US asset manager Columbia Threadneedle Investments is reshuffling its senior fund management team in Singapore, partly under the direction of Ng Soo Nam, global head of Asian equities.
The firm will announce today that Vanessa Donegan, London-based head of Asian equities for Europe, will retire after 35 years in fund management, 32 of which she has spent with Columbia Threadneedle and its predecessor firms.
In January this year, Columbia Threadneedle brought together its two regional Asian equities teams under Singapore-based Ng. With Donegan’s retirement, the team of seven, which managed about $2 billion in Asian equities as of May 31, now has four people in Singapore and three in London.
Donegan will be transitioning portfolios over the next few months to Ng, who joined Columbia Threadneedle in 2013 following six years as chief investment officer at Nikko Asset Management, and Asian equity and fixed income manager George Godsen in London.
The Threadneedle Asia Fund, handled by Donegan, will be co-managed by Ng and Gosden.
Ng will continue to be lead manager of the Threadneedle Asia Contrarian Equity Fund alongside co-lead manager Christine Seng. They have managed the fund since inception in May 2014.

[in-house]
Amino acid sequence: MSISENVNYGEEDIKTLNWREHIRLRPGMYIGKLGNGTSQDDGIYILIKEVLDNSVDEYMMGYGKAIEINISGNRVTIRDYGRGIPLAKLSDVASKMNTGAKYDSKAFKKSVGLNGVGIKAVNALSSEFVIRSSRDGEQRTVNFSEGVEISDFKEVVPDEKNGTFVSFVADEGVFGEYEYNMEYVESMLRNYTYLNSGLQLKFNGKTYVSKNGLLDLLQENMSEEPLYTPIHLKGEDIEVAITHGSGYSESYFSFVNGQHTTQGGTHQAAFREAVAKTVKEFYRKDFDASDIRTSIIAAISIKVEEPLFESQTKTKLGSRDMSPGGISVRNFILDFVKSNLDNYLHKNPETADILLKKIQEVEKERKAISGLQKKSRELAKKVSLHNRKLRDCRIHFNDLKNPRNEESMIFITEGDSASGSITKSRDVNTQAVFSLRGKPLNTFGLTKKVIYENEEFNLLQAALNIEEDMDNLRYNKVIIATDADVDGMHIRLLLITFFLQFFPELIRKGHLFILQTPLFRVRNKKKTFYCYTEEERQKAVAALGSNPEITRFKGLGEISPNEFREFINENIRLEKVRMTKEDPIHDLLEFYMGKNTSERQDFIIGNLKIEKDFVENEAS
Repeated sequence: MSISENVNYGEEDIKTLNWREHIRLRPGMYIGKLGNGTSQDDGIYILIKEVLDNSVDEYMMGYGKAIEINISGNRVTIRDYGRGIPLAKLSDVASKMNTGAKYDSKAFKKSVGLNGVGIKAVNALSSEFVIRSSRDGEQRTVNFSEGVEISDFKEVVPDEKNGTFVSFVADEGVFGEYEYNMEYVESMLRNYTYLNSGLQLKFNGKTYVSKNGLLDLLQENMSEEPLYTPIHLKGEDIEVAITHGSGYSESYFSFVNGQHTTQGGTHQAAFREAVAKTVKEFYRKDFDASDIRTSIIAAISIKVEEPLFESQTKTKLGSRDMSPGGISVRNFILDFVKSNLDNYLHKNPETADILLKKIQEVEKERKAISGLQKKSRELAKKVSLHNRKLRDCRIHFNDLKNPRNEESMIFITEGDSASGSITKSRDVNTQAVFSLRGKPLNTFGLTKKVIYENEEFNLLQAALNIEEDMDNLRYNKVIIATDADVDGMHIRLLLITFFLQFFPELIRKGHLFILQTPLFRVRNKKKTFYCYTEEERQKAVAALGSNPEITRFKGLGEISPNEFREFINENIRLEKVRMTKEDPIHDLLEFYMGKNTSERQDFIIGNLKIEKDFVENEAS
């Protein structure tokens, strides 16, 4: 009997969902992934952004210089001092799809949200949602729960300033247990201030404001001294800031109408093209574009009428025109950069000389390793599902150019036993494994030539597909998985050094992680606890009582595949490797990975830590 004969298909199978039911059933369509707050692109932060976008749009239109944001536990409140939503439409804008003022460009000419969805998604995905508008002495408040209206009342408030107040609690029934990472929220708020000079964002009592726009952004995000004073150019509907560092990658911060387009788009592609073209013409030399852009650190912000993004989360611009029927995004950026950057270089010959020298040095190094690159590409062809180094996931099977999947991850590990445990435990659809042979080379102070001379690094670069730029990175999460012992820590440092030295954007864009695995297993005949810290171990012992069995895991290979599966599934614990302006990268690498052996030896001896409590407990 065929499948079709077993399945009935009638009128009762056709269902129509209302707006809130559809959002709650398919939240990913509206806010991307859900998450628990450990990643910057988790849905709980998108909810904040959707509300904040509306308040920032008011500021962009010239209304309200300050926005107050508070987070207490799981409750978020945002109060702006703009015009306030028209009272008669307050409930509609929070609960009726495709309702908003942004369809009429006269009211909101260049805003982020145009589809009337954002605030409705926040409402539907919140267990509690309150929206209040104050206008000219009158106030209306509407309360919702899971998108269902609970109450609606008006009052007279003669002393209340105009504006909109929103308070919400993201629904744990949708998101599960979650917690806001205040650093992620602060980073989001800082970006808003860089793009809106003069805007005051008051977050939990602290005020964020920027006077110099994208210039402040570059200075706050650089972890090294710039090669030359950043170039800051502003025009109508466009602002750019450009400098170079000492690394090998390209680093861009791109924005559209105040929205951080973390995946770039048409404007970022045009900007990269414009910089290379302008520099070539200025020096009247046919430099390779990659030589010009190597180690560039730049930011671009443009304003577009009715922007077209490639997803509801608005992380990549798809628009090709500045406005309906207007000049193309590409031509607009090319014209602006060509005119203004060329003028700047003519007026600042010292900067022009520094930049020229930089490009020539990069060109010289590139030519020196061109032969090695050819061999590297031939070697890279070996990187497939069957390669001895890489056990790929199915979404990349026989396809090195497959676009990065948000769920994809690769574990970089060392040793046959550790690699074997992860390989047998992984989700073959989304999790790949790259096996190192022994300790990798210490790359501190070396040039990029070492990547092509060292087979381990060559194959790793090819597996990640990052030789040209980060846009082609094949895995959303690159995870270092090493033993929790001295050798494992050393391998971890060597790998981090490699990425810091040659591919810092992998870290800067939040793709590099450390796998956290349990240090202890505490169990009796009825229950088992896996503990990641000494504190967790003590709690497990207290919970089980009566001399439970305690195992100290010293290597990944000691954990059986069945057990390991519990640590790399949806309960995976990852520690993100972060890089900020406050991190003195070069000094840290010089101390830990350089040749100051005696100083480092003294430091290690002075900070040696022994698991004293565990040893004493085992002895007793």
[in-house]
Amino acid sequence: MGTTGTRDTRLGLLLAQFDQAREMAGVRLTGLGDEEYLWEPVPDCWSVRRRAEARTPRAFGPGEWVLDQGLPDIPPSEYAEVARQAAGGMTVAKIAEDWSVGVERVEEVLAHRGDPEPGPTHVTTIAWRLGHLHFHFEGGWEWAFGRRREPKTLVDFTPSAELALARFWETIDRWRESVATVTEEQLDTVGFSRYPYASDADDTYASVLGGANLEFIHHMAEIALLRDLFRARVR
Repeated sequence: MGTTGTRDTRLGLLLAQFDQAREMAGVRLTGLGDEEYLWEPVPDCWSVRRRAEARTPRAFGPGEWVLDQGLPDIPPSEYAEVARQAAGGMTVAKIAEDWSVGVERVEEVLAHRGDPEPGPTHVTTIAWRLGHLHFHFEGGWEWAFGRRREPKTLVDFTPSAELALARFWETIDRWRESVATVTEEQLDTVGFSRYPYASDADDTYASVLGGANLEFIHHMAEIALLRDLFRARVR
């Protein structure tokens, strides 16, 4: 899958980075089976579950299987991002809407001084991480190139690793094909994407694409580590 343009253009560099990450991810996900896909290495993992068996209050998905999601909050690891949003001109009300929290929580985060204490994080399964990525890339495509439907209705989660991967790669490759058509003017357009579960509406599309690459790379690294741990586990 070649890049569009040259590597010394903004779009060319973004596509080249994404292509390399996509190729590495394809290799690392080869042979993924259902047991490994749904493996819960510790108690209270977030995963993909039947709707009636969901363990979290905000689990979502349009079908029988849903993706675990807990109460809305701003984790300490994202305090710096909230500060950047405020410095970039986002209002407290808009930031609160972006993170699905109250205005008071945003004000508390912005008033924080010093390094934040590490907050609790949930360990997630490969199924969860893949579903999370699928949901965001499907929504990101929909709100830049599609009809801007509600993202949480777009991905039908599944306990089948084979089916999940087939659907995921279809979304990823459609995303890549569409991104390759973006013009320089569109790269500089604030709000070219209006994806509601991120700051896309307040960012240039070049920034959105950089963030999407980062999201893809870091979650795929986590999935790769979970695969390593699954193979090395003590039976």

The Threadneedle China Opportunities fund, also led by Donegan, will be lead managed by Xu Jin, with Ng as deputy manager. Xu joined Columbia Threadneedle in 2014 as a portfolio analyst in the Asian equities team.
All the changes will be effective from October 1.
“Currently, we have no plans to hire new staff to the Asian equities team but will look to resource appropriately if the need arises,” said Mark Burgess, CIO for Europe, Middle East and Africa at Columbia Threadneedle. "Given that China is clearly important, we will look to resource appropriately when needed.”
According to fund data provider Morningstar, the Threadneedle Asia fund has outperformed the Asia ex-Japan sector since 2014, returning 12.5% compared to 3.9% for the sector average and 3.3% for the benchmark index. So far in 2018, it has underperformed, returning -1.3% compared to 0.5% for the benchmark and 0.2% for the sector.